What would be the implications of the following belief that men often hold...?
My partner has no right to criticise me!
The thinking behind this is usually that ‘she has faults, so how does she have a right to criticise me’? Is there anyone who is truly above criticism, who can walk on water and always does the right thing? How will we know what to change unless we are willing to hear criticism?
To check whether you are genuinely open to criticism identify one criticism that you hear quite often from your partner or someone else close to you. It’s important to identify a genuine criticism.
We learn most from looking at a criticism we least like to hear from our partner or someone close to us, e.g. not listening, drinking/drugging too much, bad language, not cleaning up messes, bad habits, being inconsiderate/lazy, breaking promises, not calling if we’re late home, not taking a fair share of housework/childcare, etc.
Here is a ‘thought experiment’ you can try now…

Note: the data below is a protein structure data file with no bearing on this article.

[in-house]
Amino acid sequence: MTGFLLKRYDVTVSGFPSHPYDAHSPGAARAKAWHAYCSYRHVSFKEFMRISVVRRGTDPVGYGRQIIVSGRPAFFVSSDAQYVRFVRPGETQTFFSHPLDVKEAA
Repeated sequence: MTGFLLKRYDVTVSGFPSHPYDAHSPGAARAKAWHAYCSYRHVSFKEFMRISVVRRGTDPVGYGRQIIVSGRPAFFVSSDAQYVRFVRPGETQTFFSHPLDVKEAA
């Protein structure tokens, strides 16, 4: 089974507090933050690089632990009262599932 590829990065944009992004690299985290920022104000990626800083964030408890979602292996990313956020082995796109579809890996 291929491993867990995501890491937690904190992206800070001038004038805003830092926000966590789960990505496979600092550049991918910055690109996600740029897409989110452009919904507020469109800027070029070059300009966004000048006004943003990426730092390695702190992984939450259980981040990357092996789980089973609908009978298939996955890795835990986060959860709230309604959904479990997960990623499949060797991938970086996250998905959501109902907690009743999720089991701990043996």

Imagine that you are responding to a criticism that really stirs you up. Then imagine responding in two very different ways. If you are brave enough you could role play this with a friend or other trusted person.
‘Take One’ is a response without thinking - a knee-jerk, defensive reaction.
Simply respond as you would without time to weigh up your words. It comes naturally to us to be defensive, for example to say, “I was only trying to…” or to point the finger back at the other person (counter-attacking or blaming) e.g. “What about you, when you…?”
‘Take Two’ is a thinking response, using respectful language.
This will show we heard the criticism and take it on board as something to think about, and to consider making changes about. This time the aim is to make a conscious effort to demonstrate that we have heard the criticism and are thinking about it and considering making a change in the behaviour that is being objected to, e.g. “You’re saying you’re upset that I didn’t let you know I’d be late - next time I’ll phone.”
Guidelines for handling criticism positively
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Ken McMaster (MSW Hons, CQSW, MANZASW) has a thirty year history working at the cutting edge of intervention work with men who are violent and who sexually abuse.
Suzi Hall (M.A. Psych) has a background of working in child protection and forensic interviewing of children with Child Youth and Family Services.
Matt Williams (BTcLn, NCALNE) has a 15 year history working within the social service and criminal justice sectors as a trainer and program developer.